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Dev Growth Differ. 2014 Jan;56(1):46-52. doi: 10.1111/dgd.12110. Epub 2013 Dec 27.

Gene targeting technologies in rats: zinc finger nucleases, transcription activator-like effector nucleases, and clustered regularly interspaced short palindromic repeats.

Author information

1
Institute of Laboratory Animals, Graduate School of Medicine, Kyoto University, Yoshidakonoe-cho Sakyo-ku, Kyoto, 606-8501, Japan.

Abstract

The laboratory rat has been widely used as an animal model in biomedical science for more than 150 years. Applying zinc-finger nucleases or transcription activator-like effector nucleases to rat embryos via microinjection is an efficient genome editing tool for generating targeted knockout rats. Recently, clustered regularly interspaced short palindromic repeats (CRISPR)/CRISPR-associated endonucleases have been used as an effective tool for precise and multiplex genome editing in mice and rats. In this review, the advantages and disadvantages of these site-specific nuclease technologies for genetic analysis and manipulation in rats are discussed.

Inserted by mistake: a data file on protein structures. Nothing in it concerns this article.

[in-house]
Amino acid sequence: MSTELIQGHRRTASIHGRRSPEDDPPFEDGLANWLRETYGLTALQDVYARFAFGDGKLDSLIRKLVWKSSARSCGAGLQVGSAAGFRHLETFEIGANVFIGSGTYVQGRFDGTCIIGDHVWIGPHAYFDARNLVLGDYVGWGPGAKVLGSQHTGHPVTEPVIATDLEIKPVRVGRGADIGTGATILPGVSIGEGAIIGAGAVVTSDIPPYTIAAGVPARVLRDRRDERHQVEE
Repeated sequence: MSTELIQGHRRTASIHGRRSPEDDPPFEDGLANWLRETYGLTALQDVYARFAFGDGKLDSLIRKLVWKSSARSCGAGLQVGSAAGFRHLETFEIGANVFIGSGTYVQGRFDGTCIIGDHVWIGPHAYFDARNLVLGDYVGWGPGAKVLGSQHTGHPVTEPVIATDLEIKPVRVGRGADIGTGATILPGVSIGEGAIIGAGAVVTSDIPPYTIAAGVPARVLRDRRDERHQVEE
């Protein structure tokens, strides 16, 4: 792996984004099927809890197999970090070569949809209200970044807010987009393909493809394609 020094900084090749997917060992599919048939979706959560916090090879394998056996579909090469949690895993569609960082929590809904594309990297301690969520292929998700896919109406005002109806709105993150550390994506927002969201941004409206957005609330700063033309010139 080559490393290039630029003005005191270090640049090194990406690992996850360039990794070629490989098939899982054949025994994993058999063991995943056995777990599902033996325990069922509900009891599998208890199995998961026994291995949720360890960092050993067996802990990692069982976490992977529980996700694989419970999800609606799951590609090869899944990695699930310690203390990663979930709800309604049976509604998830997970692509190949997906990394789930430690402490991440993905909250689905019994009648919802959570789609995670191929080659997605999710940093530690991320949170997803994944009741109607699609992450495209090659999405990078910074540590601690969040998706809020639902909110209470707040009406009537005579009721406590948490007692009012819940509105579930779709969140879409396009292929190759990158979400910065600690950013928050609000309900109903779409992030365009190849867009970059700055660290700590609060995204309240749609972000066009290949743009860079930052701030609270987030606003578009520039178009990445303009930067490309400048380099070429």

KEYWORDS:

clustered regularly interspaced short palindromic repeats; genome-editing; rats; transcription activator-like effector nucleases; zinc-finger nucleases

PMID:
24372523
DOI:
10.1111/dgd.12110
[Indexed for MEDLINE]
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